As mentioned, I tried to find an installer buddy who could make this work and get this client’s dining room done in time for Thanksgiving dinner. But no one wanted to take it on.
I don’t know if the manufacturer will replace the paper or refund the $ spend. Manufacturers are usually keen on saying that “it’s the installer’s fault .” I can say that I’ve had similar issues with Meg Braff papers in the past.
The homeowner really loves this pattern. It’s possible – but not assured – that purchasing the same design but in a different run will yield a better factory printing job.
Just a note that printing defects , curling seams , wrinkling / quilting , and more, are somewhat common with hand-screened wallpapers . And here’s another reason why I’m happiest when clients stick with middle-of-the-road, or slightly upper priced , wallpaper options . Email me and request my Info Pack (or see the link on the right) for more information and brand name recommendations.
Sad to bow out and leave this client with an unpapered room, and no viable solution or direction . But better that than to take on something that I can’t assure will look good. I hope she tells me what she ends up doing and how all this turns out.

Let’s Blame It On The Paperhanger

August 27, 2022
Obviously, this manufacturer has had complaints about their product. So they’ve come up with a CYA paragraph(s) designed to throw blame onto the wallpaper installer.
Only thing is, most all of the above points they are trying to dodge ARE the fault / responsibility of the manufacturer – NOT the paperhanger .
Gaps: poorly trimmed paper at the factory, possibly due to dull or wobbly trim rollers .
Raised edges: poorly trimmed edges, or incompatible inks and substrates.
Blisters: Usually due to off-gassing due to surfaces that don’t breathe and therefor trap moisture. Or to inks and substrates that are incompatible. … The substrate absorbs moisture from the paste and stretches , but the inks do not, resulting in wrinkles , warps , waffling , and / or quilting .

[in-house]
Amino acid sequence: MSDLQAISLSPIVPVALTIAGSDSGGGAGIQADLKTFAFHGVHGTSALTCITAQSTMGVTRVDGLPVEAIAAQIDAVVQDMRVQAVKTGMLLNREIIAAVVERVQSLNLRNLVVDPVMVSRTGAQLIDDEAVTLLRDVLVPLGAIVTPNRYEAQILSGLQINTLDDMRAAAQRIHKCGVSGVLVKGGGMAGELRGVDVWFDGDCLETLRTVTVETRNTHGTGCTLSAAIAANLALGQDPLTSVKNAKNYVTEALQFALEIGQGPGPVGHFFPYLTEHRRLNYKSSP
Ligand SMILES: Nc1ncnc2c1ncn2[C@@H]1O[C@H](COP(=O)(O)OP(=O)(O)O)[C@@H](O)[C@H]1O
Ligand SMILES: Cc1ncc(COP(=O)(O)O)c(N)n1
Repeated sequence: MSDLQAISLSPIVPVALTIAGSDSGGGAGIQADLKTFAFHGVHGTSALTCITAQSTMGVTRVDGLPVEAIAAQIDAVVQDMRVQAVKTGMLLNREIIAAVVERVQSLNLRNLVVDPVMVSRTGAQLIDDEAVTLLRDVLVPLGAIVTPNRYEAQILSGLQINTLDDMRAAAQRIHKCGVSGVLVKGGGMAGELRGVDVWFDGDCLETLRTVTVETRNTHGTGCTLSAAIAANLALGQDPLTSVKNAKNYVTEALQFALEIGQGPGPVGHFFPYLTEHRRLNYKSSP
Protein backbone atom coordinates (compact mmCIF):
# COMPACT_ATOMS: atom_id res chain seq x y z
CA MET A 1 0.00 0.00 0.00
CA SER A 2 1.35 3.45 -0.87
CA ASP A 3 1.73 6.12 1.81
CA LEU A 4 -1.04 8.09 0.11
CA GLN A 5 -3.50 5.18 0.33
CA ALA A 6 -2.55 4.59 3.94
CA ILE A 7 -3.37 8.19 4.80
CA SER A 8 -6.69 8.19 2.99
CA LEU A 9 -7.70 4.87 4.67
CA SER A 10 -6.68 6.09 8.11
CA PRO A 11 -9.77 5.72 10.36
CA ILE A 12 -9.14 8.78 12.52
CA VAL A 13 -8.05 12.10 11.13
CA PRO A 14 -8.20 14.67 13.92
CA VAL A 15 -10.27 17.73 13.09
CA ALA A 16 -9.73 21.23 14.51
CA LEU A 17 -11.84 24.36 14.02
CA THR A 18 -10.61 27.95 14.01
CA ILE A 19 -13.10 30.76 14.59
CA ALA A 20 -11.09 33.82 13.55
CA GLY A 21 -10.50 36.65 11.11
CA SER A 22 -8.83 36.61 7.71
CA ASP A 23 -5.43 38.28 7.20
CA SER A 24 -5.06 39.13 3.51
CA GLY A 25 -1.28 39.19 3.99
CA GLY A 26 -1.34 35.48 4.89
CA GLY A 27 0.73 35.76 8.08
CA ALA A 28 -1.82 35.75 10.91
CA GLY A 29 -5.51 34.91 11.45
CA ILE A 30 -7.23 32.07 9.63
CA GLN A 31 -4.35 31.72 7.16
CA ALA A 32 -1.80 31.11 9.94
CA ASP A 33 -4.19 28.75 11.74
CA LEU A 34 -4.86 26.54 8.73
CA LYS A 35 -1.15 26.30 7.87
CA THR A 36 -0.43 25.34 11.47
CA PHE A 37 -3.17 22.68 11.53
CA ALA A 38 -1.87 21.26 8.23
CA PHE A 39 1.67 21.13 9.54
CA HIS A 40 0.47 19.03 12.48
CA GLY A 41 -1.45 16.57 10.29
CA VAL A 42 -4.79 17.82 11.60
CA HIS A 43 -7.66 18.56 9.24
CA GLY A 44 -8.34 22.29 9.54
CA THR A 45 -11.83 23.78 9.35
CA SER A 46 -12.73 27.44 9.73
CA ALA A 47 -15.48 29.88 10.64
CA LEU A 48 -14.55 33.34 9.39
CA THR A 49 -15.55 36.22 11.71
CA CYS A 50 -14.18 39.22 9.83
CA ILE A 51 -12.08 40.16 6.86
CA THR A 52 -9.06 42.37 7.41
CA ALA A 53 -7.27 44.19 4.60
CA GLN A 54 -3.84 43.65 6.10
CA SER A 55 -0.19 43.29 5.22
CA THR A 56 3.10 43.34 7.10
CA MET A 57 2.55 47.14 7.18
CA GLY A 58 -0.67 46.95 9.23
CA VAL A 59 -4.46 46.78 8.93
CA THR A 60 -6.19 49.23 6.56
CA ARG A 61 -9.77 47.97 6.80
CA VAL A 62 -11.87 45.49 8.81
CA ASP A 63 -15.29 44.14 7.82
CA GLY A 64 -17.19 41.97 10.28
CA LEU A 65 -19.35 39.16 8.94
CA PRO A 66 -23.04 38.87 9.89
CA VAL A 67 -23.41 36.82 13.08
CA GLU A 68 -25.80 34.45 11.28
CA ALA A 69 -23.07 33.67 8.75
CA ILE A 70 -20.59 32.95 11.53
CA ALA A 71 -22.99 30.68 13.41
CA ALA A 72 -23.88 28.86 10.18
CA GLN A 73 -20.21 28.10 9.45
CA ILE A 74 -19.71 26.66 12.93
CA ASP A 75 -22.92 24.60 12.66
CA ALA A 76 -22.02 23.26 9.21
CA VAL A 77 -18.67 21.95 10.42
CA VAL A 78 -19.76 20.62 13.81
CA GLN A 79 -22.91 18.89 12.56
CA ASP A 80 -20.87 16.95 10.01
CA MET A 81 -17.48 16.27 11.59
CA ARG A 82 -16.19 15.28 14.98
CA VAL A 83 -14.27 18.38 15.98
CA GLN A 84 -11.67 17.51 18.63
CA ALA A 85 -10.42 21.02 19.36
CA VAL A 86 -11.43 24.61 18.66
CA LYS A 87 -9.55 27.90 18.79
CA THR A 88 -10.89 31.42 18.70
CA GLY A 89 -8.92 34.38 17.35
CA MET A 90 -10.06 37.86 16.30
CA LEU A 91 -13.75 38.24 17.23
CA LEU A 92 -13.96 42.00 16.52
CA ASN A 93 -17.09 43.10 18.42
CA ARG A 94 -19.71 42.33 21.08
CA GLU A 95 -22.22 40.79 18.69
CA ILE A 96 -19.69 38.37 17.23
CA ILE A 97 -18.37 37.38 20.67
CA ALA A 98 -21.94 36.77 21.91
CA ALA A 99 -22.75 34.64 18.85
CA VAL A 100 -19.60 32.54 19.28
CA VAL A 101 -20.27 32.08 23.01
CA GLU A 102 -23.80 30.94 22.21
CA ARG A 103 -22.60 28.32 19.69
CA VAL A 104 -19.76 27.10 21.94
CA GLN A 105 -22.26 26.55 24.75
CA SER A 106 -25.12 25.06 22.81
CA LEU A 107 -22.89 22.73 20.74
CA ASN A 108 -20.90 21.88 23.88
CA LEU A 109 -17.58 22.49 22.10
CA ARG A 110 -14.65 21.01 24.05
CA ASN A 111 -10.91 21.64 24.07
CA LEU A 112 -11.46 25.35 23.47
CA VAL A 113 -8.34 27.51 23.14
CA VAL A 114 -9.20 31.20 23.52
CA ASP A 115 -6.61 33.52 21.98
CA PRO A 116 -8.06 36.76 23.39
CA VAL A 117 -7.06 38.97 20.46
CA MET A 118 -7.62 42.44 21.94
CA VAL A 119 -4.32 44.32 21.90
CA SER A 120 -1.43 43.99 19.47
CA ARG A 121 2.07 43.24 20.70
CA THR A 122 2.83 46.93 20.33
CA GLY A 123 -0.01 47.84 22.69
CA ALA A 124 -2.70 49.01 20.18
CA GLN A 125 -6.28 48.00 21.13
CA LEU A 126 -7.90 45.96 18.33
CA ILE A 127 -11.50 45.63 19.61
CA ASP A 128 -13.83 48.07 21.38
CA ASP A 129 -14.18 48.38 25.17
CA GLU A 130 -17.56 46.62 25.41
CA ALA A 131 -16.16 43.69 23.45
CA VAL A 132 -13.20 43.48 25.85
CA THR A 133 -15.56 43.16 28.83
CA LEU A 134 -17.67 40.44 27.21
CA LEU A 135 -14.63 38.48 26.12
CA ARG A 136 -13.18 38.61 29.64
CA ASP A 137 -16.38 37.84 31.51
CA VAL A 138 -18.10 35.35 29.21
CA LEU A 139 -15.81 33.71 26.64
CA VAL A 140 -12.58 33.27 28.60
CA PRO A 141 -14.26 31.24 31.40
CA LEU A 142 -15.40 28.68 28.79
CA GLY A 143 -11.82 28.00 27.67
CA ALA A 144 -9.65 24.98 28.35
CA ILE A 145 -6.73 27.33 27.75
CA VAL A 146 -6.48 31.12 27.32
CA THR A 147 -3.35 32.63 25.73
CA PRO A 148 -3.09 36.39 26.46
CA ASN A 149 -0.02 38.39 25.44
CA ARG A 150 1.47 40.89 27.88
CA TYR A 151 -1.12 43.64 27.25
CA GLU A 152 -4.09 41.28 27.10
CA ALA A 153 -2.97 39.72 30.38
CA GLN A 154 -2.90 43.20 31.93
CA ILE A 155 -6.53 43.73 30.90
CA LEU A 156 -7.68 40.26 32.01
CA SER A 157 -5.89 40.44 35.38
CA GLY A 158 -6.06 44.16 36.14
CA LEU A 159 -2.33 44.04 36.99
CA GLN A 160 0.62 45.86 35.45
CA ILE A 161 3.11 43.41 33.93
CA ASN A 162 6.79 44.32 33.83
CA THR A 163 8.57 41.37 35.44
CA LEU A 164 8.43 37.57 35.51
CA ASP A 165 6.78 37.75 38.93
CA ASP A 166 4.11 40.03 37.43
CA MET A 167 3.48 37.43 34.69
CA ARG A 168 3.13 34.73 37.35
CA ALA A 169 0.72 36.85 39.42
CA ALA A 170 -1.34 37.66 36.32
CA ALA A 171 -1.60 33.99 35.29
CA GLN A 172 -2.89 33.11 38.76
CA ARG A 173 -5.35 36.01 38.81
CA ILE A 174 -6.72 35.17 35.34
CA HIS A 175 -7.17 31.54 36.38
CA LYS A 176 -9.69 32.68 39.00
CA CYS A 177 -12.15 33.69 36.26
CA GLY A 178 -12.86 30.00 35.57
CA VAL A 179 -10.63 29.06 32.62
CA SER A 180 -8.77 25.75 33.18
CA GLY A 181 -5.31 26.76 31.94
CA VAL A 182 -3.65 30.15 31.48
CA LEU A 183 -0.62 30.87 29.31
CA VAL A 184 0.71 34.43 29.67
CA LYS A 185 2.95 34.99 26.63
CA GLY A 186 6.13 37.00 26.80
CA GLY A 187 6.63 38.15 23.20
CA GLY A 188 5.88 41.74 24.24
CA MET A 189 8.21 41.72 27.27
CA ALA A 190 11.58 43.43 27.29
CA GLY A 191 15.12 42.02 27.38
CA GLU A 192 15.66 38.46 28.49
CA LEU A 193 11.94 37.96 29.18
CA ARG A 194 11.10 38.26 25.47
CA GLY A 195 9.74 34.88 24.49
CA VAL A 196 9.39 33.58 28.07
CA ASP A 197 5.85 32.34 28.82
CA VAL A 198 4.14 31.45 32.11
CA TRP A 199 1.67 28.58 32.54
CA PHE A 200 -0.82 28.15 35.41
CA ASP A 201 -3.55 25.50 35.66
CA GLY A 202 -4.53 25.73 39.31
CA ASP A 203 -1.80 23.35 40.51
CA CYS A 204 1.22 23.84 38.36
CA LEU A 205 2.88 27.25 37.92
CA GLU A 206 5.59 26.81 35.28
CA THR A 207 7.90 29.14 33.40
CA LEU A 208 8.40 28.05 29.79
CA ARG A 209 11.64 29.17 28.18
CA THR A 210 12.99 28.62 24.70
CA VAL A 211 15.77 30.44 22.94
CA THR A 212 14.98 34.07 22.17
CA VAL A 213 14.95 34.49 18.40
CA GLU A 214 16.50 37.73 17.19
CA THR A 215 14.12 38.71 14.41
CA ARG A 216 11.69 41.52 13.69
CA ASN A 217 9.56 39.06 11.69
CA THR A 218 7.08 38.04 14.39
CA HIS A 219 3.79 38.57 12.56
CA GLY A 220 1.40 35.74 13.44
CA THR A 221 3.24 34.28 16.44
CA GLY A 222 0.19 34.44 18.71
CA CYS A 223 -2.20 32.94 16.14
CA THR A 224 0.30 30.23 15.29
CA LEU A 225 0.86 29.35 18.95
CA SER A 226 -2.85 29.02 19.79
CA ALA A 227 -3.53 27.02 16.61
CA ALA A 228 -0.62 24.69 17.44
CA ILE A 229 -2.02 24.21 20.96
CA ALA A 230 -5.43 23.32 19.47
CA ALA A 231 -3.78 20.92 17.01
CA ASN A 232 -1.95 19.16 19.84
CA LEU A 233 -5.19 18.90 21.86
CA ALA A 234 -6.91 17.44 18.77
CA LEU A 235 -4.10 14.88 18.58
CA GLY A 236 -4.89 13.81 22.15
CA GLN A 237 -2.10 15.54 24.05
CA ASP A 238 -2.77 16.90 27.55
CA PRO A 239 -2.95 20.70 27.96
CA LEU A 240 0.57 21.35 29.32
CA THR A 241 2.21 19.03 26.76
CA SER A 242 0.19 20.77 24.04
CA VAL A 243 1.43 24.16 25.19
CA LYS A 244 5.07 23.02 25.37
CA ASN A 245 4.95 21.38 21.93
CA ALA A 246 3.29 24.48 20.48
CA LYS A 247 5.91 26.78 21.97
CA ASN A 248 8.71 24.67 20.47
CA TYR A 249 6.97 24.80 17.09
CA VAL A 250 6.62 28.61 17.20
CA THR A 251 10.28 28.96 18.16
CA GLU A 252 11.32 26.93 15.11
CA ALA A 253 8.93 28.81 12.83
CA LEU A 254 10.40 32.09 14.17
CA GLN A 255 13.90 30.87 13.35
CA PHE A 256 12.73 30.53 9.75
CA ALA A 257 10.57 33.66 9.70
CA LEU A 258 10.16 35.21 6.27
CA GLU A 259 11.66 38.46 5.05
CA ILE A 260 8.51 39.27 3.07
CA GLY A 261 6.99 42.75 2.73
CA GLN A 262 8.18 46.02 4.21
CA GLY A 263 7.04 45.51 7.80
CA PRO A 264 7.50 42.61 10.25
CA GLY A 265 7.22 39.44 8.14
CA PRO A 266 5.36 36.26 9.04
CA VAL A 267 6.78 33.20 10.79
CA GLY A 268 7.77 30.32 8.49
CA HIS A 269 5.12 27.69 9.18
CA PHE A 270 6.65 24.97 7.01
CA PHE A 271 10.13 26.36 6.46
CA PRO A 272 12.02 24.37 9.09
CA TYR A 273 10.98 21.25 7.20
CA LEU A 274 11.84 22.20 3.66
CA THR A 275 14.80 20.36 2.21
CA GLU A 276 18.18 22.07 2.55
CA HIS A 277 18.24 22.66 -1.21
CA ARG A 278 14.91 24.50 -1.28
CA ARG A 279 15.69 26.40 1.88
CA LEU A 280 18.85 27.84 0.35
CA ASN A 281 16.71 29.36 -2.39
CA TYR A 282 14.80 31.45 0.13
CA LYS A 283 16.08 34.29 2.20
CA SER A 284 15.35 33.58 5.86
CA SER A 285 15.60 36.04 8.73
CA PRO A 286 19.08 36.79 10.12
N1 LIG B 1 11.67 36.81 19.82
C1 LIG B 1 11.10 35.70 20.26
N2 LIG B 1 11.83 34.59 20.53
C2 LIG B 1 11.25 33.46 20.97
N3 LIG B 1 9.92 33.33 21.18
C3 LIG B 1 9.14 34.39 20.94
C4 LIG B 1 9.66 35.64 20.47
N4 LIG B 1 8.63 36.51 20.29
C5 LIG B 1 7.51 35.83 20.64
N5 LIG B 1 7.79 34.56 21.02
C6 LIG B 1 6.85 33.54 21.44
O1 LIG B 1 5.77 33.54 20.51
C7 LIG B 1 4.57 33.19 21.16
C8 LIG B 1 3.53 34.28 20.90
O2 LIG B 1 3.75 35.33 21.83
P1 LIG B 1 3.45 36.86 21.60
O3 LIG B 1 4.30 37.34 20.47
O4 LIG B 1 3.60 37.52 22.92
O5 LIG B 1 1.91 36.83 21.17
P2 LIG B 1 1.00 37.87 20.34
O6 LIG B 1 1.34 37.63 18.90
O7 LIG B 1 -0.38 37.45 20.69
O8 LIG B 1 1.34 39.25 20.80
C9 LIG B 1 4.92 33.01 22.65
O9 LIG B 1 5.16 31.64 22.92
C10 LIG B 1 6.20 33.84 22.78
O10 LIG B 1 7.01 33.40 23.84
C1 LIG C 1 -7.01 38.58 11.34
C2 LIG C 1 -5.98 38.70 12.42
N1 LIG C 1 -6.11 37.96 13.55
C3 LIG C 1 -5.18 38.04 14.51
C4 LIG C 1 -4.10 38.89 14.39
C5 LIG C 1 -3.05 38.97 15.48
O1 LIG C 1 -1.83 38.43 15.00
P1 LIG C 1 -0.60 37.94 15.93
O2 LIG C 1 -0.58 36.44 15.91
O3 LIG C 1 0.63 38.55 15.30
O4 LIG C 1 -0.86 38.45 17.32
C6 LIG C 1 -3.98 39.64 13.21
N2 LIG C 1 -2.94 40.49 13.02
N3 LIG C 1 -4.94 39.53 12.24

But, hey – instead of doing some research and product development to improve our wallpaper , let’s just blame it on the paperhanger .

Working Around Shading in Cork Wallpaper

February 16, 2021

The homeowners originally sought grasscloth for this accent wall in the home office. But I talked them out of it, due to the unpleasant shading and color variation issues (click on the page to the right to read more). I showed them a sample of this white-washed cork wallpaper, and they were immediately smitten.

The previous time I hung this, the material was very homogeneous in color.

But this time, it was immediately evident that there was a darker band running down the left half of the roll, and a lighter band along the right side. Note that this is not considered a defect (even though it is obviously a problem stemming from the factory). It is considered part of the “inherent beauty of these natural materials.” Meaning, you can’t return it and expect to get your money back.

Cutting strips as they come off the roll and hanging them next to each other will result in abrupt color differences between strips – as you see in the top photo. One way to minimize that is to hang every other strip upside down, so you are then putting the dark side next to it’s dark counterpart on the previously hung strip.

In this case, because the darker areas were so dark and wide, this would have resulted in the wall having a striped look. Not what the homeowners were shooting for.